“Climate Lines” for Svalbard. A depiction of temperature deviations from the 1971-2000 mean. Blue is below this deviation, and red is above average. Source: https://showyourstripes.info/

And this visualization of the Arctic Ocean is quite interesting:

“Climate Lines” for Svalbard. A depiction of temperature deviations from the 1971-2000 mean. Blue is below this deviation, and red is above average. Source: https://showyourstripes.info/

A stable North Pole, with the ocean covered by a large enough ice area, is an excellent thermostat because its ice reflects most of the Sun’s energy back into space and prevents the oceans and air from warming. However, the Arctic is currently warming the fastest in the world, and its climate lines over the past ten years or so are only chestnut. Kra is systematically disappearing from the Arctic Ocean and adjacent seas, spoiling the natural coolness. The glaciers, ice caps, and ice caps of Greenland are melting on land, adding hundreds of cubic kilometers of fresh water to the oceans each year and raising the level of this water. This is the permafrost of Siberia, Canada and Alaska, which releases another powerful one into the atmosphere Gas Greenhouse – methane. The former North Pole is disappearing and being replaced the new transitional form. Today’s climate is lethal for a large part of the ice, but we can still save a lot, thereby limiting global warming and sea level rise – confirms Dr. Jacob Mweke, glaciologist from the School of Geographical and Geological Sciences from Adam Mickiewicz University, author of the blog GlacjoBLOGYas well as the author From the Climate Science Portal.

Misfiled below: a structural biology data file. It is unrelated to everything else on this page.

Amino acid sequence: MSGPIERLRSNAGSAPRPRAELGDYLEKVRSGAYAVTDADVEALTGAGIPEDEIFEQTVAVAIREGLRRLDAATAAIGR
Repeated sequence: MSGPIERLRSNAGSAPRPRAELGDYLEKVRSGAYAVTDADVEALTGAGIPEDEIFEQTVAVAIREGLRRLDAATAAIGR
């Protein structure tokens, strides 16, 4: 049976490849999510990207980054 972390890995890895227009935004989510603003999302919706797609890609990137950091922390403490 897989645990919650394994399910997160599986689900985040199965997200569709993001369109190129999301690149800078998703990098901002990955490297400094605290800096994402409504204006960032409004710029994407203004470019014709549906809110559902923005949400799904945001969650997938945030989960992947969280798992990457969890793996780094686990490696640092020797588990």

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You can read more about the research on warming in the Northern Barents Islands discussed here (in English) on this link. You can see more photos and recordings from our trip to the AMU research station in Spitsbergen over here.